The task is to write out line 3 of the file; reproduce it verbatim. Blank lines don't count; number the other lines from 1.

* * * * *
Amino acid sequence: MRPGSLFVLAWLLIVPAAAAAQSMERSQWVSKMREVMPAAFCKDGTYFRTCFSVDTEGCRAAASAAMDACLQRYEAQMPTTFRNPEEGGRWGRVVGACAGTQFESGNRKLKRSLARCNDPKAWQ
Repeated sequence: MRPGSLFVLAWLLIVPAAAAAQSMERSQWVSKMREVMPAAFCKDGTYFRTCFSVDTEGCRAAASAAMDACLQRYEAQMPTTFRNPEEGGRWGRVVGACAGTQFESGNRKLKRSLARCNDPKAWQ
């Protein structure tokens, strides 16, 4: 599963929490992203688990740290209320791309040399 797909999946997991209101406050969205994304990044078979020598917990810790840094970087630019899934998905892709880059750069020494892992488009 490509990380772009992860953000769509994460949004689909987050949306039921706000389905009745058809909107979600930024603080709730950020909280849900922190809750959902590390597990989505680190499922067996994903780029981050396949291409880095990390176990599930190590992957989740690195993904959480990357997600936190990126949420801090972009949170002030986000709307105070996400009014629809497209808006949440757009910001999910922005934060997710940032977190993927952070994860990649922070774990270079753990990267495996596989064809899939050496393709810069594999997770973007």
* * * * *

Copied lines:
């Protein structure tokens, strides 16, 4: 599963929490992203688990740290209320791309040399 797909999946997991209101406050969205994304990044078979020598917990810790840094970087630019899934998905892709880059750069020494892992488009 490509990380772009992860953000769509994460949004689909987050949306039921706000389905009745058809909107979600930024603080709730950020909280849900922190809750959902590390597990989505680190499922067996994903780029981050396949291409880095990390176990599930190590992957989740690195993904959480990357997600936190990126949420801090972009949170002030986000709307105070996400009014629809497209808006949440757009910001999910922005934060997710940032977190993927952070994860990649922070774990270079753990990267495996596989064809899939050496393709810069594999997770973007």